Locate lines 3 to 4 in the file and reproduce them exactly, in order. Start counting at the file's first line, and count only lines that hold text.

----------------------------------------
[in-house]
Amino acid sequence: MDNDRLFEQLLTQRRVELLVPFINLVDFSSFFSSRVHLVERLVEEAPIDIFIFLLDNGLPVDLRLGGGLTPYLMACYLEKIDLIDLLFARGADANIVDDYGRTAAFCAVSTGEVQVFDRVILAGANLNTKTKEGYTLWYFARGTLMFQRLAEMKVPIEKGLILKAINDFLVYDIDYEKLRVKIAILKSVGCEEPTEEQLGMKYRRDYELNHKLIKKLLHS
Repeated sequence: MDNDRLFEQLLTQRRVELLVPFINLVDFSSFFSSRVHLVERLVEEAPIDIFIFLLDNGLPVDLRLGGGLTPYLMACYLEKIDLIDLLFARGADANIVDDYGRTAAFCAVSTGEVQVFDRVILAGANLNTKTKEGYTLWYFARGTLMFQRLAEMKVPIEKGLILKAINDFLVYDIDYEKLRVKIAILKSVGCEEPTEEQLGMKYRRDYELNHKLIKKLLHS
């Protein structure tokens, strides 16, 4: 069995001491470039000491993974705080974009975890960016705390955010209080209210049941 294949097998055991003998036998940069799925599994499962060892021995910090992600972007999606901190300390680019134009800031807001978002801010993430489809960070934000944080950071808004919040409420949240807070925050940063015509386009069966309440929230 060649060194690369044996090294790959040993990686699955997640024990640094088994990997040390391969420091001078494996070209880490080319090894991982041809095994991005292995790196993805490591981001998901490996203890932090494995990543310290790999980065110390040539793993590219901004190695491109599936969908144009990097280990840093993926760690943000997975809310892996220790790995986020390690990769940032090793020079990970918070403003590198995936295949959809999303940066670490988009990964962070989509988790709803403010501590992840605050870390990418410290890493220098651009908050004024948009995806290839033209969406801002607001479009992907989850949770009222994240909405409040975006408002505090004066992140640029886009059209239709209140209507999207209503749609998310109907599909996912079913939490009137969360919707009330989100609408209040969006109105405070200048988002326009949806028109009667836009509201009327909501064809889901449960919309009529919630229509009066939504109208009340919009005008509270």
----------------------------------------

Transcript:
Repeated sequence: MDNDRLFEQLLTQRRVELLVPFINLVDFSSFFSSRVHLVERLVEEAPIDIFIFLLDNGLPVDLRLGGGLTPYLMACYLEKIDLIDLLFARGADANIVDDYGRTAAFCAVSTGEVQVFDRVILAGANLNTKTKEGYTLWYFARGTLMFQRLAEMKVPIEKGLILKAINDFLVYDIDYEKLRVKIAILKSVGCEEPTEEQLGMKYRRDYELNHKLIKKLLHS
């Protein structure tokens, strides 16, 4: 069995001491470039000491993974705080974009975890960016705390955010209080209210049941 294949097998055991003998036998940069799925599994499962060892021995910090992600972007999606901190300390680019134009800031807001978002801010993430489809960070934000944080950071808004919040409420949240807070925050940063015509386009069966309440929230 060649060194690369044996090294790959040993990686699955997640024990640094088994990997040390391969420091001078494996070209880490080319090894991982041809095994991005292995790196993805490591981001998901490996203890932090494995990543310290790999980065110390040539793993590219901004190695491109599936969908144009990097280990840093993926760690943000997975809310892996220790790995986020390690990769940032090793020079990970918070403003590198995936295949959809999303940066670490988009990964962070989509988790709803403010501590992840605050870390990418410290890493220098651009908050004024948009995806290839033209969406801002607001479009992907989850949770009222994240909405409040975006408002505090004066992140640029886009059209239709209140209507999207209503749609998310109907599909996912079913939490009137969360919707009330989100609408209040969006109105405070200048988002326009949806028109009667836009509201009327909501064809889901449960919309009529919630229509009066939504109208009340919009005008509270």